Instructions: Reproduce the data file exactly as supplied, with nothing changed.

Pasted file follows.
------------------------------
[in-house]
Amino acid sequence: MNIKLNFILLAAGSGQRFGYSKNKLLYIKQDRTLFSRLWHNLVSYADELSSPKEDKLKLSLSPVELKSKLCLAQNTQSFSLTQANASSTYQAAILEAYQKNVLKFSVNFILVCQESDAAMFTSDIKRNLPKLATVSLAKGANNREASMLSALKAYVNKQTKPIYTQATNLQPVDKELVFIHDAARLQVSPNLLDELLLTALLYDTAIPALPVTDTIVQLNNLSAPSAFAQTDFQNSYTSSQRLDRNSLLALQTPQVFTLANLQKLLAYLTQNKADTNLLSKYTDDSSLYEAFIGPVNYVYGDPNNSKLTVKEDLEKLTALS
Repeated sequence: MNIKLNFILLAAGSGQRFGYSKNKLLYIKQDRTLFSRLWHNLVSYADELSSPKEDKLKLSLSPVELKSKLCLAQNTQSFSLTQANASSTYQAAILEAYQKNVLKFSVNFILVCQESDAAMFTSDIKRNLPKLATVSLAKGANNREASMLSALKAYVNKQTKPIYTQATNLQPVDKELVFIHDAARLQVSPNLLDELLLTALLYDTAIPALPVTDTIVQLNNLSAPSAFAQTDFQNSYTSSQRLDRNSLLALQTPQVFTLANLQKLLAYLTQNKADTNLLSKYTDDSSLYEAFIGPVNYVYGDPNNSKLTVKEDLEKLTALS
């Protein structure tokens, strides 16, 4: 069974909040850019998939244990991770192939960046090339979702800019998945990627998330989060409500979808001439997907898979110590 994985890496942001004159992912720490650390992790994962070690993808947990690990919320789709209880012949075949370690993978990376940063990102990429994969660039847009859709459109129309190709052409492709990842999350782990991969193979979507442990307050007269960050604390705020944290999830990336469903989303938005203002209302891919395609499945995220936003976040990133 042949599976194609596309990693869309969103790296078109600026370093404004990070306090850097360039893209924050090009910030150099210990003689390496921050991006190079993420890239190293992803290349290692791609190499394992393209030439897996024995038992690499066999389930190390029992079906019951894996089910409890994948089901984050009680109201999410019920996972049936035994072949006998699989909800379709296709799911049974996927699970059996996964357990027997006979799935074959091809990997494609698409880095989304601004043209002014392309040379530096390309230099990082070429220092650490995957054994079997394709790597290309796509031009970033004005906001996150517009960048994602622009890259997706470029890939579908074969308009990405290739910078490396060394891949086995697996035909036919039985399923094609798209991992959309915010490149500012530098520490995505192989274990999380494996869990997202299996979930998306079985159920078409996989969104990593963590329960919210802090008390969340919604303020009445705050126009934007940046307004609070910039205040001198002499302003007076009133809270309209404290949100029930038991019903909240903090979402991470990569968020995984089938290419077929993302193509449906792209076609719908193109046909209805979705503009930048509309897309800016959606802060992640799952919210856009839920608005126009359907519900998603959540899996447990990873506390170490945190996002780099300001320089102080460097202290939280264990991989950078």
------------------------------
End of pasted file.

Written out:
[in-house]
Amino acid sequence: MNIKLNFILLAAGSGQRFGYSKNKLLYIKQDRTLFSRLWHNLVSYADELSSPKEDKLKLSLSPVELKSKLCLAQNTQSFSLTQANASSTYQAAILEAYQKNVLKFSVNFILVCQESDAAMFTSDIKRNLPKLATVSLAKGANNREASMLSALKAYVNKQTKPIYTQATNLQPVDKELVFIHDAARLQVSPNLLDELLLTALLYDTAIPALPVTDTIVQLNNLSAPSAFAQTDFQNSYTSSQRLDRNSLLALQTPQVFTLANLQKLLAYLTQNKADTNLLSKYTDDSSLYEAFIGPVNYVYGDPNNSKLTVKEDLEKLTALS
Repeated sequence: MNIKLNFILLAAGSGQRFGYSKNKLLYIKQDRTLFSRLWHNLVSYADELSSPKEDKLKLSLSPVELKSKLCLAQNTQSFSLTQANASSTYQAAILEAYQKNVLKFSVNFILVCQESDAAMFTSDIKRNLPKLATVSLAKGANNREASMLSALKAYVNKQTKPIYTQATNLQPVDKELVFIHDAARLQVSPNLLDELLLTALLYDTAIPALPVTDTIVQLNNLSAPSAFAQTDFQNSYTSSQRLDRNSLLALQTPQVFTLANLQKLLAYLTQNKADTNLLSKYTDDSSLYEAFIGPVNYVYGDPNNSKLTVKEDLEKLTALS
């Protein structure tokens, strides 16, 4: 069974909040850019998939244990991770192939960046090339979702800019998945990627998330989060409500979808001439997907898979110590 994985890496942001004159992912720490650390992790994962070690993808947990690990919320789709209880012949075949370690993978990376940063990102990429994969660039847009859709459109129309190709052409492709990842999350782990991969193979979507442990307050007269960050604390705020944290999830990336469903989303938005203002209302891919395609499945995220936003976040990133 042949599976194609596309990693869309969103790296078109600026370093404004990070306090850097360039893209924050090009910030150099210990003689390496921050991006190079993420890239190293992803290349290692791609190499394992393209030439897996024995038992690499066999389930190390029992079906019951894996089910409890994948089901984050009680109201999410019920996972049936035994072949006998699989909800379709296709799911049974996927699970059996996964357990027997006979799935074959091809990997494609698409880095989304601004043209002014392309040379530096390309230099990082070429220092650490995957054994079997394709790597290309796509031009970033004005906001996150517009960048994602622009890259997706470029890939579908074969308009990405290739910078490396060394891949086995697996035909036919039985399923094609798209991992959309915010490149500012530098520490995505192989274990999380494996869990997202299996979930998306079985159920078409996989969104990593963590329960919210802090008390969340919604303020009445705050126009934007940046307004609070910039205040001198002499302003007076009133809270309209404290949100029930038991019903909240903090979402991470990569968020995984089938290419077929993302193509449906792209076609719908193109046909209805979705503009930048509309897309800016959606802060992640799952919210856009839920608005126009359907519900998603959540899996447990990873506390170490945190996002780099300001320089102080460097202290939280264990991989950078």